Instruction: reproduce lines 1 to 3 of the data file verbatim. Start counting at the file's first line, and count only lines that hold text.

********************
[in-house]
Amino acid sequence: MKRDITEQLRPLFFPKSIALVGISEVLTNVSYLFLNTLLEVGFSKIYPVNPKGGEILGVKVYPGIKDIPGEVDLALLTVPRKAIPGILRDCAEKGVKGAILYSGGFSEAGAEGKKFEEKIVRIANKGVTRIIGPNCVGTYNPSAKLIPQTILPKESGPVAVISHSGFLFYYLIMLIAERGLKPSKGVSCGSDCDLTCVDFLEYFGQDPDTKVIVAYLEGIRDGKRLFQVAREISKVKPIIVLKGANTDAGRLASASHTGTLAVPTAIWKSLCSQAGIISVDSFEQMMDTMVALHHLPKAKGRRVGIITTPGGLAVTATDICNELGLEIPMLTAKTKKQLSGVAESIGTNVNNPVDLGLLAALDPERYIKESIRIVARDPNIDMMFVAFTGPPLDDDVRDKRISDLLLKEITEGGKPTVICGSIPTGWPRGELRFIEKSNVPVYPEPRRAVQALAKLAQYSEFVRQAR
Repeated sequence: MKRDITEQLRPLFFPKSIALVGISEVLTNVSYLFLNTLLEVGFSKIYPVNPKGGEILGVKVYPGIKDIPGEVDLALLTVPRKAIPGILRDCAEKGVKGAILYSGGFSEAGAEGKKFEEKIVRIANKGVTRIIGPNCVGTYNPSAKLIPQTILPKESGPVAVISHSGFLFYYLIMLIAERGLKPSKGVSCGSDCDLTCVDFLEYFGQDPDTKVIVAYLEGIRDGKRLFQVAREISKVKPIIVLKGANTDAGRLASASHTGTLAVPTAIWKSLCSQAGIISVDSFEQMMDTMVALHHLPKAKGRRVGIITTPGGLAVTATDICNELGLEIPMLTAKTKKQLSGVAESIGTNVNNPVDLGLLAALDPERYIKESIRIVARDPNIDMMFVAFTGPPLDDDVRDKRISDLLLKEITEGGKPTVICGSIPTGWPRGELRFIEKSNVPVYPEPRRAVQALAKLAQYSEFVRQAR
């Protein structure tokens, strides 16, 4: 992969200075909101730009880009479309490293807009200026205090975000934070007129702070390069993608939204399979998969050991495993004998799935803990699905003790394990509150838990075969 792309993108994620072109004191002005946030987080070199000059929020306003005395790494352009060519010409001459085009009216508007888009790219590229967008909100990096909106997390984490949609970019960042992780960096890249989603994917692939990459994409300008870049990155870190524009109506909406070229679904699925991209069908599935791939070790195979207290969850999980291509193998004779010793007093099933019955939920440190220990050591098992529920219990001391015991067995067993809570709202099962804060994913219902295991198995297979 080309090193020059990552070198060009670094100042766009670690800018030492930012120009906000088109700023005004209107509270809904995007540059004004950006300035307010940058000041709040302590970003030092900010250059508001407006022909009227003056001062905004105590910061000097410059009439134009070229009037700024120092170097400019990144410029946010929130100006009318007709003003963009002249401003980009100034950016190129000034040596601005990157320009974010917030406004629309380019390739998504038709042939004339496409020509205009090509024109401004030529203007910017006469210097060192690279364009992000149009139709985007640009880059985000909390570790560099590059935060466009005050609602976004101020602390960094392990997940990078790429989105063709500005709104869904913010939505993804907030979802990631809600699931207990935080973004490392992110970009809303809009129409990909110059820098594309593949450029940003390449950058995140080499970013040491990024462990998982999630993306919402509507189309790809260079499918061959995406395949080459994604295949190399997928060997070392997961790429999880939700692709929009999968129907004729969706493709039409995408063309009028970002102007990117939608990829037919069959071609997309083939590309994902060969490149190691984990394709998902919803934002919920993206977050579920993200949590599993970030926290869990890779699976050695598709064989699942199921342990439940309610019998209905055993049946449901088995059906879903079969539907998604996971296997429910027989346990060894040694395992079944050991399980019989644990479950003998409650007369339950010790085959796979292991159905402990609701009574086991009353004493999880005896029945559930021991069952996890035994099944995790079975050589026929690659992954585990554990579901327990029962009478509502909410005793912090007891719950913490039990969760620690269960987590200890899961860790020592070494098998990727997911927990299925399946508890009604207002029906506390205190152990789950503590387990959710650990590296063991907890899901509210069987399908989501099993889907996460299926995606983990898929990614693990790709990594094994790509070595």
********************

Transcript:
[in-house]
Amino acid sequence: MKRDITEQLRPLFFPKSIALVGISEVLTNVSYLFLNTLLEVGFSKIYPVNPKGGEILGVKVYPGIKDIPGEVDLALLTVPRKAIPGILRDCAEKGVKGAILYSGGFSEAGAEGKKFEEKIVRIANKGVTRIIGPNCVGTYNPSAKLIPQTILPKESGPVAVISHSGFLFYYLIMLIAERGLKPSKGVSCGSDCDLTCVDFLEYFGQDPDTKVIVAYLEGIRDGKRLFQVAREISKVKPIIVLKGANTDAGRLASASHTGTLAVPTAIWKSLCSQAGIISVDSFEQMMDTMVALHHLPKAKGRRVGIITTPGGLAVTATDICNELGLEIPMLTAKTKKQLSGVAESIGTNVNNPVDLGLLAALDPERYIKESIRIVARDPNIDMMFVAFTGPPLDDDVRDKRISDLLLKEITEGGKPTVICGSIPTGWPRGELRFIEKSNVPVYPEPRRAVQALAKLAQYSEFVRQAR
Repeated sequence: MKRDITEQLRPLFFPKSIALVGISEVLTNVSYLFLNTLLEVGFSKIYPVNPKGGEILGVKVYPGIKDIPGEVDLALLTVPRKAIPGILRDCAEKGVKGAILYSGGFSEAGAEGKKFEEKIVRIANKGVTRIIGPNCVGTYNPSAKLIPQTILPKESGPVAVISHSGFLFYYLIMLIAERGLKPSKGVSCGSDCDLTCVDFLEYFGQDPDTKVIVAYLEGIRDGKRLFQVAREISKVKPIIVLKGANTDAGRLASASHTGTLAVPTAIWKSLCSQAGIISVDSFEQMMDTMVALHHLPKAKGRRVGIITTPGGLAVTATDICNELGLEIPMLTAKTKKQLSGVAESIGTNVNNPVDLGLLAALDPERYIKESIRIVARDPNIDMMFVAFTGPPLDDDVRDKRISDLLLKEITEGGKPTVICGSIPTGWPRGELRFIEKSNVPVYPEPRRAVQALAKLAQYSEFVRQAR